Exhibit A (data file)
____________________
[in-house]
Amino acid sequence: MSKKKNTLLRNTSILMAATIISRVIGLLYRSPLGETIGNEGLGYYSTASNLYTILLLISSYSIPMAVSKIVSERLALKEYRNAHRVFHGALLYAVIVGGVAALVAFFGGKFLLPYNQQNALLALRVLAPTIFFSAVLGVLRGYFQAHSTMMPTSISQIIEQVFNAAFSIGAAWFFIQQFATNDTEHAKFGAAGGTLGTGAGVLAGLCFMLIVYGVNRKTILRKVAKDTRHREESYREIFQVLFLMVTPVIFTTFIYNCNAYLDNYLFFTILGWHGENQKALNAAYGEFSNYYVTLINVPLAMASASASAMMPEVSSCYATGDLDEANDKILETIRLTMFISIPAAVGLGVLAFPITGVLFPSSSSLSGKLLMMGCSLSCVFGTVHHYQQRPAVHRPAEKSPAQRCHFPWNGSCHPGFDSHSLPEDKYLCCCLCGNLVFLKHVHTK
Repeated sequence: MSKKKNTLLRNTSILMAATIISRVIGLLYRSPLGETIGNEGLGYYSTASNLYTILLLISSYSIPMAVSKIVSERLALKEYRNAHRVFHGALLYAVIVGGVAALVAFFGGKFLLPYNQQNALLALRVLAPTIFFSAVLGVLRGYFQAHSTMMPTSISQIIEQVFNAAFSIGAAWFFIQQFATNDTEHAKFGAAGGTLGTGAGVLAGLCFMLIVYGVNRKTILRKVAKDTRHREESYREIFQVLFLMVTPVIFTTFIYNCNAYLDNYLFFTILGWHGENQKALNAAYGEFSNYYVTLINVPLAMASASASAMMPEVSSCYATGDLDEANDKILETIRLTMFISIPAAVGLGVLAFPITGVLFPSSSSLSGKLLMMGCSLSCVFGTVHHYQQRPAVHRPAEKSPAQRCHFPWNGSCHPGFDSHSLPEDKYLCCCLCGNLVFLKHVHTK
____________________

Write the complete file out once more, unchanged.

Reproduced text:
[in-house]
Amino acid sequence: MSKKKNTLLRNTSILMAATIISRVIGLLYRSPLGETIGNEGLGYYSTASNLYTILLLISSYSIPMAVSKIVSERLALKEYRNAHRVFHGALLYAVIVGGVAALVAFFGGKFLLPYNQQNALLALRVLAPTIFFSAVLGVLRGYFQAHSTMMPTSISQIIEQVFNAAFSIGAAWFFIQQFATNDTEHAKFGAAGGTLGTGAGVLAGLCFMLIVYGVNRKTILRKVAKDTRHREESYREIFQVLFLMVTPVIFTTFIYNCNAYLDNYLFFTILGWHGENQKALNAAYGEFSNYYVTLINVPLAMASASASAMMPEVSSCYATGDLDEANDKILETIRLTMFISIPAAVGLGVLAFPITGVLFPSSSSLSGKLLMMGCSLSCVFGTVHHYQQRPAVHRPAEKSPAQRCHFPWNGSCHPGFDSHSLPEDKYLCCCLCGNLVFLKHVHTK
Repeated sequence: MSKKKNTLLRNTSILMAATIISRVIGLLYRSPLGETIGNEGLGYYSTASNLYTILLLISSYSIPMAVSKIVSERLALKEYRNAHRVFHGALLYAVIVGGVAALVAFFGGKFLLPYNQQNALLALRVLAPTIFFSAVLGVLRGYFQAHSTMMPTSISQIIEQVFNAAFSIGAAWFFIQQFATNDTEHAKFGAAGGTLGTGAGVLAGLCFMLIVYGVNRKTILRKVAKDTRHREESYREIFQVLFLMVTPVIFTTFIYNCNAYLDNYLFFTILGWHGENQKALNAAYGEFSNYYVTLINVPLAMASASASAMMPEVSSCYATGDLDEANDKILETIRLTMFISIPAAVGLGVLAFPITGVLFPSSSSLSGKLLMMGCSLSCVFGTVHHYQQRPAVHRPAEKSPAQRCHFPWNGSCHPGFDSHSLPEDKYLCCCLCGNLVFLKHVHTK